The Mexican immigration activist who sought refuge from deportation in a Chicago church is back in the city.
After eight years, Elvira Arellano has returned to Chicago to protest the separation of families through deportation.
The immigration activist made national headlines in 2006, when she sought refuge inside of a Humboldt Park church for a year.
Arellano was deported in 2007, after she was convicted of social security fraud while living in the United States undocumented.
Arellano and her family were among more than 100 people who crossed the border from Mexico into San Diego seeking asylum.
She is on parole now, living in Adalberto United Methodist Church and awaiting a court appearance by September. But this time, she's not confined to the church.
Arellano was released from U.S. custody Thursday as she sought to seek permission to enter the country without legal documents. The Rev. Walter Coleman said Sunday that Arellano is taking stock before an April hearing when she'll make her case before an immigration judge.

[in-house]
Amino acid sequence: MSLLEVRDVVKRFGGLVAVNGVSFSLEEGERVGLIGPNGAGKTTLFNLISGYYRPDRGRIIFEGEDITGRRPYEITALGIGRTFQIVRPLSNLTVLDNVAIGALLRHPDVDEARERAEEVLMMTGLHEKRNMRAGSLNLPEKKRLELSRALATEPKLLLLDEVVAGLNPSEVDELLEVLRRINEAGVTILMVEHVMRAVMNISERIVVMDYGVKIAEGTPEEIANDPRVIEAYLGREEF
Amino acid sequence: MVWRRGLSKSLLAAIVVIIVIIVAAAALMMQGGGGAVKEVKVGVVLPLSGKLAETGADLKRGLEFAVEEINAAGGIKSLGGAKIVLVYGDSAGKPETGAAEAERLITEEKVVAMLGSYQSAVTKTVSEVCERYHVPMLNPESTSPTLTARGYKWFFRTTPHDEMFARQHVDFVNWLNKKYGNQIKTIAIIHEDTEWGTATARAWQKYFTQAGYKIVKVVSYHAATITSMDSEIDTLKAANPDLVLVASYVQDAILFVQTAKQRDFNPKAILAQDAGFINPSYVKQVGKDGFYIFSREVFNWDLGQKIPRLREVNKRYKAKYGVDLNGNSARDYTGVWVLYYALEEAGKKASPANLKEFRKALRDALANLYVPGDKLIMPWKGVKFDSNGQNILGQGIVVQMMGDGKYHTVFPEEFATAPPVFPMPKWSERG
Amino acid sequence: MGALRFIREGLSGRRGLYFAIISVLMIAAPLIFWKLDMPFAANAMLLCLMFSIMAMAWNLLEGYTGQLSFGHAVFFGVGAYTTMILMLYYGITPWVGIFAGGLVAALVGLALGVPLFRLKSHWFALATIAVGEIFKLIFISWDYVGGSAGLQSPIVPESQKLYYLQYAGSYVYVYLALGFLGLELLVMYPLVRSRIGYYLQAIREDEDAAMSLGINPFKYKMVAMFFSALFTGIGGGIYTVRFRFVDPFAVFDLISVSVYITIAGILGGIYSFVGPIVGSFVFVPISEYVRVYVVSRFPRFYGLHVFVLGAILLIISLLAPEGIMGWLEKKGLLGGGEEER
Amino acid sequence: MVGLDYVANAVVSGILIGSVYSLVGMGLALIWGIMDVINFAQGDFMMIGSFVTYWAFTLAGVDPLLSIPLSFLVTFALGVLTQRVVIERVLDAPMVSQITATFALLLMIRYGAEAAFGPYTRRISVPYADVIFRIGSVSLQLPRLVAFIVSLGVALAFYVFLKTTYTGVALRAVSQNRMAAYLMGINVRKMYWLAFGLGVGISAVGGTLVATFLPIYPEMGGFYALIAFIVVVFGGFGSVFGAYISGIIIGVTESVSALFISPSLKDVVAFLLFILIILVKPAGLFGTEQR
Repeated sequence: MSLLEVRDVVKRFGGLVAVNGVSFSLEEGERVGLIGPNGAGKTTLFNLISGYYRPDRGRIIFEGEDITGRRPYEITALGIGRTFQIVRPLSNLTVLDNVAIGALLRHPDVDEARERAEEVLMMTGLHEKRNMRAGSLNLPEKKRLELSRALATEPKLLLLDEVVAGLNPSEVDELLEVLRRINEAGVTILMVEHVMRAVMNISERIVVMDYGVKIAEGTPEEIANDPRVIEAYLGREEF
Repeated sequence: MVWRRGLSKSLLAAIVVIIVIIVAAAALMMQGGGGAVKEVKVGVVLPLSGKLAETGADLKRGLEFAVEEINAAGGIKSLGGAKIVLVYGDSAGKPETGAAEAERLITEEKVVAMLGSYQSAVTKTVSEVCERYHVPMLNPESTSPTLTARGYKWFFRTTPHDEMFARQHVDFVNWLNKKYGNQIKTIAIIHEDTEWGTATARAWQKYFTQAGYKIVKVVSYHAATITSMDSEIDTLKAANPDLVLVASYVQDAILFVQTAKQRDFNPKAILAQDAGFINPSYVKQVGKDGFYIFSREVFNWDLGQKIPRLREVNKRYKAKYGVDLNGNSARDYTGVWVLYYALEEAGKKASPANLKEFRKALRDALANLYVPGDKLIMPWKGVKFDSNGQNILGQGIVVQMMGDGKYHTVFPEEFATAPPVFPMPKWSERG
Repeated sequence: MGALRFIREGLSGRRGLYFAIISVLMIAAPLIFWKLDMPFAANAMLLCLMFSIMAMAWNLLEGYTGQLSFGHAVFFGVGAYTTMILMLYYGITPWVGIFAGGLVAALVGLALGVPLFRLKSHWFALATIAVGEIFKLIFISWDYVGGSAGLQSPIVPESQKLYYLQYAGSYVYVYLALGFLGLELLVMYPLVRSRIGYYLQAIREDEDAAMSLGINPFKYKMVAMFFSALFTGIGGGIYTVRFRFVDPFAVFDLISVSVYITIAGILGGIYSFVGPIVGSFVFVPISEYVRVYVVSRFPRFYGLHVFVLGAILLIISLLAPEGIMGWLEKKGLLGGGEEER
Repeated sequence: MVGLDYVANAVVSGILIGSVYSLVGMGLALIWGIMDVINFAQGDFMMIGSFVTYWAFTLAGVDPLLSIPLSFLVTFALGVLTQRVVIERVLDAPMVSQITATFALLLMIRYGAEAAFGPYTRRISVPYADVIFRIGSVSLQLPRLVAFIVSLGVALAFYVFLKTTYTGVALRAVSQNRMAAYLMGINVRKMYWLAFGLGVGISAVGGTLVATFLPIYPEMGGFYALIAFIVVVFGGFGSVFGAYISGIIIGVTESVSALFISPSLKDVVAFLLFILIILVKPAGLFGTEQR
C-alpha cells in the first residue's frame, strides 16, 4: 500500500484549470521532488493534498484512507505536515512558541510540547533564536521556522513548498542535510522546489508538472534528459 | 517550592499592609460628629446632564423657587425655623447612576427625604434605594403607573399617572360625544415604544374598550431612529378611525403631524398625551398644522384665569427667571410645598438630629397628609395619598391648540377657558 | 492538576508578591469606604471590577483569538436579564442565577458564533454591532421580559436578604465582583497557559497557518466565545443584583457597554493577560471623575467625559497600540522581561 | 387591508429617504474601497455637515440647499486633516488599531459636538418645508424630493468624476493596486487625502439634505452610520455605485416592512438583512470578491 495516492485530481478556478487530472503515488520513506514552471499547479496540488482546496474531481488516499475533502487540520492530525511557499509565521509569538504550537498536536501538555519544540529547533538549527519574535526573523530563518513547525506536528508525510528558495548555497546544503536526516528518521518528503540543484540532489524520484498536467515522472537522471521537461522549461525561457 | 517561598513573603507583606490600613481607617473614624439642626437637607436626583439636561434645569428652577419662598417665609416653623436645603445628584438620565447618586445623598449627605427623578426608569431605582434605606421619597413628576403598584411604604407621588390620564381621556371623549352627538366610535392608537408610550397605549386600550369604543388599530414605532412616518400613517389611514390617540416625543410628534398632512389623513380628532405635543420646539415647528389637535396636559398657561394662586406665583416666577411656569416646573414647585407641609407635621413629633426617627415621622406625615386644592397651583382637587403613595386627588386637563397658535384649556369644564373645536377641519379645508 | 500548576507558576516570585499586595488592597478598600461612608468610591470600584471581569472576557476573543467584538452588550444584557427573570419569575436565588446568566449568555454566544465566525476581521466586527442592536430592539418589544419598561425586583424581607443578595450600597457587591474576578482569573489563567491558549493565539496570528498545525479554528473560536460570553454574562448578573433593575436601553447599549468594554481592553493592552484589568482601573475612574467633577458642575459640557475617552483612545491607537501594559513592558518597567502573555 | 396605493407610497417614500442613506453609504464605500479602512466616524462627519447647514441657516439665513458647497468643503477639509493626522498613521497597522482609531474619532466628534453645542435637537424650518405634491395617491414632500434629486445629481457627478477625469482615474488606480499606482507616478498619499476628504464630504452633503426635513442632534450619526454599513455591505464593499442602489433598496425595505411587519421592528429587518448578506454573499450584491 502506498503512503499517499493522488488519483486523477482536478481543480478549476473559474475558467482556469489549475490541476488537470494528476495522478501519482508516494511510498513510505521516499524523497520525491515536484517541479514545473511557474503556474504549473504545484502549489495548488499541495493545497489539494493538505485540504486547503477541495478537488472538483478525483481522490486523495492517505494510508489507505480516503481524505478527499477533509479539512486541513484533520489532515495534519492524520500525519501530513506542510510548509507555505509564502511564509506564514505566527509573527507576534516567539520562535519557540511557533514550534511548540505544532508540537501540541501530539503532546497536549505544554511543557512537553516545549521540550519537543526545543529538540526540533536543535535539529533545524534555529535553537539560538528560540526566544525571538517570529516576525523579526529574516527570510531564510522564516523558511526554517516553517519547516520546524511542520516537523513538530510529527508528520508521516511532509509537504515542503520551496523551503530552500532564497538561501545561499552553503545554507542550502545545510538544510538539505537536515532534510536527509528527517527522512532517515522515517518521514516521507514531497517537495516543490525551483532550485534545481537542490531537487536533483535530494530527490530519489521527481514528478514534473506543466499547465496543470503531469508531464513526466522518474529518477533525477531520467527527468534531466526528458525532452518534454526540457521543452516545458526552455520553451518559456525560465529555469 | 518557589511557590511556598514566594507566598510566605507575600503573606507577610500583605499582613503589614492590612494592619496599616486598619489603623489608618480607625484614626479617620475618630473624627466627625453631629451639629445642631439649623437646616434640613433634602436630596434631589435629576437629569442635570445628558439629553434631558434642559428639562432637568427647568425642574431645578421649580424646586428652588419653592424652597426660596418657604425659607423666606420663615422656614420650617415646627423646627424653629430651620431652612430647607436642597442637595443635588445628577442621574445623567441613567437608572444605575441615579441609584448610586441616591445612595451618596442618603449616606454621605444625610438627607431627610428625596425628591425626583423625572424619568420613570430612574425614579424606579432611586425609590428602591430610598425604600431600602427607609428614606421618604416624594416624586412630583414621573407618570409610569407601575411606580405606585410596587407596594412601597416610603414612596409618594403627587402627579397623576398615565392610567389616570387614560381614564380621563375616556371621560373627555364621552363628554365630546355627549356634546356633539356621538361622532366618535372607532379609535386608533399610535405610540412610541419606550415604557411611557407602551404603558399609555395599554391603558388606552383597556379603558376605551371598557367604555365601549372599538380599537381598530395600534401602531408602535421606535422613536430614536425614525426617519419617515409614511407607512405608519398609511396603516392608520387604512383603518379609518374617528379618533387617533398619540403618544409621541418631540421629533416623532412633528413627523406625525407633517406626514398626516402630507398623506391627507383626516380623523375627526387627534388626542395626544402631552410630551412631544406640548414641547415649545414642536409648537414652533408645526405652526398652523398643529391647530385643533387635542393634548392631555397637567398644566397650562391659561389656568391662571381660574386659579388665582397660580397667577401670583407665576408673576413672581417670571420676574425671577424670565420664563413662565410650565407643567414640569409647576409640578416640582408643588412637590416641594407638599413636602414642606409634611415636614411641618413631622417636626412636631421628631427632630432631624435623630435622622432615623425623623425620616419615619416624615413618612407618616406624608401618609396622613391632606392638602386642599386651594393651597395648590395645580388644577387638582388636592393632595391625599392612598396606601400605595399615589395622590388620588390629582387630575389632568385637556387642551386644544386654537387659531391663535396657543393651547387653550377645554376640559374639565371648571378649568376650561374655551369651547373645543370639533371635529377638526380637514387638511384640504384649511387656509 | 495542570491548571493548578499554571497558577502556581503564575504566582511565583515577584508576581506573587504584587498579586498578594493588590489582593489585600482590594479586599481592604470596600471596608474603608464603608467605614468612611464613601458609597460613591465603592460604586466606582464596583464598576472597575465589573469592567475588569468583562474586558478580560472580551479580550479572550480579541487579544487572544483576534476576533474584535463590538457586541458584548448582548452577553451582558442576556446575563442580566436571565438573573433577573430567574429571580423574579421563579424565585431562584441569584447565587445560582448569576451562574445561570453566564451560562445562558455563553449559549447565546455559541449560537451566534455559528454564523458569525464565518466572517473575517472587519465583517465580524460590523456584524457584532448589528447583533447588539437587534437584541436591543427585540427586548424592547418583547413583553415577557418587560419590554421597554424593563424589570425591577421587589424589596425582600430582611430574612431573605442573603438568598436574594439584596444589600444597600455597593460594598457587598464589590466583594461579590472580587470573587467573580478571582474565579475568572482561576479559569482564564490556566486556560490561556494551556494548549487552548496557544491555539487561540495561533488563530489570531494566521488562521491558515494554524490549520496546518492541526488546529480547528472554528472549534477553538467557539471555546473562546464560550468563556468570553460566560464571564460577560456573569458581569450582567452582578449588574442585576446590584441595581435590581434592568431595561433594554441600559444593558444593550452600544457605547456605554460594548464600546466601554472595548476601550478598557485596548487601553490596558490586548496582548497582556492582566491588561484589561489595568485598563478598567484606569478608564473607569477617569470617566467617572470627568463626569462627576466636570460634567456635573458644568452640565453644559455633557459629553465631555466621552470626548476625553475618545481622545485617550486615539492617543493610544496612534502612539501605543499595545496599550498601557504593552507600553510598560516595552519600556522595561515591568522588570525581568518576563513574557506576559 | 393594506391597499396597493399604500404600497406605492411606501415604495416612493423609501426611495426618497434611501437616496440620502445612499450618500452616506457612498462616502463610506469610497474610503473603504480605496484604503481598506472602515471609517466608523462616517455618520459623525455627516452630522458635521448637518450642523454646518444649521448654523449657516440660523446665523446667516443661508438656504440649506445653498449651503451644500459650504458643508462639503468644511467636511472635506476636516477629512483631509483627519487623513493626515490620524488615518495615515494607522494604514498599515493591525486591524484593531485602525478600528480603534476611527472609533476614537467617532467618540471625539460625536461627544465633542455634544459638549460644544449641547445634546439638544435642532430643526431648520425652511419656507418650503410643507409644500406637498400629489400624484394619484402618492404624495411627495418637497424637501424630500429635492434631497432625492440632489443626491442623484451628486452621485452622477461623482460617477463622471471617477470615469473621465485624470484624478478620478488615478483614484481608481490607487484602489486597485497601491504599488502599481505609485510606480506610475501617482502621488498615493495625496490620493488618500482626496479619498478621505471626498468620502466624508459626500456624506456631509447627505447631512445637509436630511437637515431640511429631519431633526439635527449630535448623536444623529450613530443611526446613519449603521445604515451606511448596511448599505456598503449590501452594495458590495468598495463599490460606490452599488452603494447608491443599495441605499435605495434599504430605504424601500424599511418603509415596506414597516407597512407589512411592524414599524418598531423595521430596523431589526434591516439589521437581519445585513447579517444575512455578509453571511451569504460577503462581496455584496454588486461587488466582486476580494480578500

Arellano is with her sons Saulito and Emiliano, a U.S. citizen teenager and a Mexico-born baby, respectively.
They are protesting what they call failed immigration policies here in the U.S. Arellano wants President Barack Obama to extend deferments he gave to DREAM Act children and parents of U.S. citizen children.
"We're fighting for their freedom," Arellano said in Spanish, "so they can return home immediately."
Many of the families Arellano fights for are undocumented parents who have U.S. born children. When their parents are deported, the families are often torn apart.
Arellano wants to be able to live here with both of her sons - something opponents say shouldn't be possible.
They did not climb over a fence, they didn't go through a tunnel, they didn't go through the mountains or run from the 'migra,' none of that," Pastor Emma Lozano told FOX 32 News. "They went straight with their heads held high with their children at their sides to confront a broken law that was promised to them and they've all been victims to the destruction of that law."
FOX 32 attempted to reach out to the Chicago Minutemen for comment on this story. They were not available.
Arellano said come September, if a judge decides to send her back to Mexico, she won't fight it.
The Associated Press contributed to this report.